Underwater bridges might soon become a reality in Norway

Updated Aug 13, 2016
Image: Norwegian Public Road Administration (NPRA).Image: Norwegian Public Road Administration (NPRA).

In Norway’s western region, the towns of Kristiansand in the south and Trondheim in the north are connected by Highway E39, a 683.5-mile highway that takes 21 hours to traverse because it crosses seven major fjords, as well as several other smaller fjords, channels, and inlets that can only be crossed by ferries or helicopter. So, City Metric reports, Norway is looking at constructing underwater bridges, known as submerged floating tunnels (SFT), that will sit 30 to 100 feet under water, with vertical tethers attached to the seabed or to floating pontoons on the surface of the water.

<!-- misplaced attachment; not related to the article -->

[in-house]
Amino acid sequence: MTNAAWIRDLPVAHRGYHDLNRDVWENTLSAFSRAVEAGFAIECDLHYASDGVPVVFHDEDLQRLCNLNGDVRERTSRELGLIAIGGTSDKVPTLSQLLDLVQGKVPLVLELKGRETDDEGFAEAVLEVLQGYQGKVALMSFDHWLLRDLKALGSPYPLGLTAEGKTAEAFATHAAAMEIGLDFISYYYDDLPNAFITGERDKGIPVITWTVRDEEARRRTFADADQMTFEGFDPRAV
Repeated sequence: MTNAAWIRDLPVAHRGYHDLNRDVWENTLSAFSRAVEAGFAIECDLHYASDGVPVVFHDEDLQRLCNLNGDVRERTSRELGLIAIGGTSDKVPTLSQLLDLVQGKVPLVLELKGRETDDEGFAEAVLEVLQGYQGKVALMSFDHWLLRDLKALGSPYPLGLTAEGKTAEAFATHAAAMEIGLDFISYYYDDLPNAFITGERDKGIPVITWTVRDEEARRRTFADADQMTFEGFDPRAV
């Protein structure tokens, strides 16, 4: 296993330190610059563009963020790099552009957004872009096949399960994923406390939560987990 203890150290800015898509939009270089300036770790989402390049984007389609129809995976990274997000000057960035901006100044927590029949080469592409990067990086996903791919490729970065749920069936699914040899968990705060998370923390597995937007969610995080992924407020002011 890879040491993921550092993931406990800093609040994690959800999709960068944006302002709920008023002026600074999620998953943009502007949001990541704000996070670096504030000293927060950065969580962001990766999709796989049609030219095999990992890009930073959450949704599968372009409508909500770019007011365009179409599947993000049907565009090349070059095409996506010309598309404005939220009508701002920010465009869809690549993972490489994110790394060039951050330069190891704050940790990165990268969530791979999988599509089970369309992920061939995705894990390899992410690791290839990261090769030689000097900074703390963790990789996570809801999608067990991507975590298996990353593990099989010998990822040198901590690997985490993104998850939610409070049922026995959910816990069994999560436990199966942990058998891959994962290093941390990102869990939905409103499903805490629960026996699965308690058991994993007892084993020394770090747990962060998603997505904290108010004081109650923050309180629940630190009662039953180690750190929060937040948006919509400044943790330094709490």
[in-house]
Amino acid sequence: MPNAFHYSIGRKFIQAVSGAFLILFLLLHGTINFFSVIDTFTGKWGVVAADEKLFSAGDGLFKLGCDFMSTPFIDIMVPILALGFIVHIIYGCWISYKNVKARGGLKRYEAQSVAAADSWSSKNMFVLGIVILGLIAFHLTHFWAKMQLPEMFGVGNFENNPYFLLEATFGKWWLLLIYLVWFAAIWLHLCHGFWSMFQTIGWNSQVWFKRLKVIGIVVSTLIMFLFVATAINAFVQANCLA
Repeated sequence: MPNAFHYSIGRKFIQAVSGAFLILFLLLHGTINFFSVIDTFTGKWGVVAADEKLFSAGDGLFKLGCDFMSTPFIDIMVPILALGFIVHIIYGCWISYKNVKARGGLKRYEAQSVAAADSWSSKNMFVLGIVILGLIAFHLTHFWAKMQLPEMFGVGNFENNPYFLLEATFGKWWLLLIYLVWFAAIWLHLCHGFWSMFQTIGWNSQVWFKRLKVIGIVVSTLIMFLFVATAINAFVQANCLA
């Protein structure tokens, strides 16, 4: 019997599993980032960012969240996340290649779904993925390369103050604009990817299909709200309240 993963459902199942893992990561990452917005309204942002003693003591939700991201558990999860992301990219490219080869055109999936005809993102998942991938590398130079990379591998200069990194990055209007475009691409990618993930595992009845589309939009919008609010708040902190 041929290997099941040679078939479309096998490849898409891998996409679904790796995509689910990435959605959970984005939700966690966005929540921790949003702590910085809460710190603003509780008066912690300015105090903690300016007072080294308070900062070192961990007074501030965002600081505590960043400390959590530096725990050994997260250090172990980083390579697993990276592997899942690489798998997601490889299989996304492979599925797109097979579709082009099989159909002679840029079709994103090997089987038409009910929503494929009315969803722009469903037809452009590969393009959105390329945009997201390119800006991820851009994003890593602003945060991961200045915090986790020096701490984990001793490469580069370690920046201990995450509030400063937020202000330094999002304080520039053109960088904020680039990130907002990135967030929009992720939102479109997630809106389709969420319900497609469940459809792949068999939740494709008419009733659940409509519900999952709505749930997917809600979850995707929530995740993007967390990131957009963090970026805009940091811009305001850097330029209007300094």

If SFTs were to be built along the E39 route, travel times could be cut in half.

The idea may seem far-fetched, but according to the report, in 1865, Sir Edward James Reed, a naval architect and author who served as Chief Constructor of the British Royal Navy from 1863 to 1870, suggested the idea of underwater bridges in Parliament as a means of crossing the English Channel. Although the idea didn’t get much attention at the time, today it might actually be feasible.

Arianna Minoretti from the Norwegian Public Road Administration (NPRA) which is managing the project, tells the news agency that she likes the SFT option—or “hidden” bridge, as she calls it—because the technology and resources to construct such a tunnel are now feasible.

The report notes that a paper published in 2007 by a Norwegian academic and a group of engineering consultants looked into the possibility that these types of tunnels could be “extended perhaps by a factor of 100 or more” into “Very Long Tunnels” (VLT) â€śto serve the developments in long distance travel in Maglev,” the super-fast train that floats above the tracks using magnetic levitation (Maglev). They could also possibly be the answer for a Trans-Ocean Tunnel (TOT) connecting countries on either side of the Atlantic Ocean.